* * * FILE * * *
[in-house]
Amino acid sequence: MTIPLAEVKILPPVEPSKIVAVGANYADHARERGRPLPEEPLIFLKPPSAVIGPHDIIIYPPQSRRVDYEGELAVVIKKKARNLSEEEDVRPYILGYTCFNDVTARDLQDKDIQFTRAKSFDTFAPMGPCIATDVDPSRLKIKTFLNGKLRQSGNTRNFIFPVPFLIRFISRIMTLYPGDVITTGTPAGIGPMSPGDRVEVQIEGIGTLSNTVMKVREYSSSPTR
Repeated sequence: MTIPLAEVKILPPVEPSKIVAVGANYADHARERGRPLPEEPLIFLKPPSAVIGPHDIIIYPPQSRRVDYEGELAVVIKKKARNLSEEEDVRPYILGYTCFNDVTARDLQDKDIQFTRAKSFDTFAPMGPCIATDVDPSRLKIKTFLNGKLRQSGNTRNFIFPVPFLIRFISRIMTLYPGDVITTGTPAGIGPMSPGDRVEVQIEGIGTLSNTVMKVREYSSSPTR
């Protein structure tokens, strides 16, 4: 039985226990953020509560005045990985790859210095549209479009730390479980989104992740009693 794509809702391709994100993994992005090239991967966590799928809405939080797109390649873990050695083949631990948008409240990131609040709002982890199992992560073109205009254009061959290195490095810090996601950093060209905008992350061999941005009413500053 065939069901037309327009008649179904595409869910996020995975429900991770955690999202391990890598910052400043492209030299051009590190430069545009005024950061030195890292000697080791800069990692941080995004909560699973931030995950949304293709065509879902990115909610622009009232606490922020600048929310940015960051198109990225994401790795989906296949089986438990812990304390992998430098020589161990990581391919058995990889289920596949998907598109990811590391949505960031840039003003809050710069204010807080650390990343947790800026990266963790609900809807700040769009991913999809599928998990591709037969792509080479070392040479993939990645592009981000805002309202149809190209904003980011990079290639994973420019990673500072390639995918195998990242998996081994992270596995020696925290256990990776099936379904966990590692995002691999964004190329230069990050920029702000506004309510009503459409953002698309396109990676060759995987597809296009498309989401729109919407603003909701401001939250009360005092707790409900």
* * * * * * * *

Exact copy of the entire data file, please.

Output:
[in-house]
Amino acid sequence: MTIPLAEVKILPPVEPSKIVAVGANYADHARERGRPLPEEPLIFLKPPSAVIGPHDIIIYPPQSRRVDYEGELAVVIKKKARNLSEEEDVRPYILGYTCFNDVTARDLQDKDIQFTRAKSFDTFAPMGPCIATDVDPSRLKIKTFLNGKLRQSGNTRNFIFPVPFLIRFISRIMTLYPGDVITTGTPAGIGPMSPGDRVEVQIEGIGTLSNTVMKVREYSSSPTR
Repeated sequence: MTIPLAEVKILPPVEPSKIVAVGANYADHARERGRPLPEEPLIFLKPPSAVIGPHDIIIYPPQSRRVDYEGELAVVIKKKARNLSEEEDVRPYILGYTCFNDVTARDLQDKDIQFTRAKSFDTFAPMGPCIATDVDPSRLKIKTFLNGKLRQSGNTRNFIFPVPFLIRFISRIMTLYPGDVITTGTPAGIGPMSPGDRVEVQIEGIGTLSNTVMKVREYSSSPTR
């Protein structure tokens, strides 16, 4: 039985226990953020509560005045990985790859210095549209479009730390479980989104992740009693 794509809702391709994100993994992005090239991967966590799928809405939080797109390649873990050695083949631990948008409240990131609040709002982890199992992560073109205009254009061959290195490095810090996601950093060209905008992350061999941005009413500053 065939069901037309327009008649179904595409869910996020995975429900991770955690999202391990890598910052400043492209030299051009590190430069545009005024950061030195890292000697080791800069990692941080995004909560699973931030995950949304293709065509879902990115909610622009009232606490922020600048929310940015960051198109990225994401790795989906296949089986438990812990304390992998430098020589161990990581391919058995990889289920596949998907598109990811590391949505960031840039003003809050710069204010807080650390990343947790800026990266963790609900809807700040769009991913999809599928998990591709037969792509080479070392040479993939990645592009981000805002309202149809190209904003980011990079290639994973420019990673500072390639995918195998990242998996081994992270596995020696925290256990990776099936379904966990590692995002691999964004190329230069990050920029702000506004309510009503459409953002698309396109990676060759995987597809296009498309989401729109919407603003909701401001939250009360005092707790409900």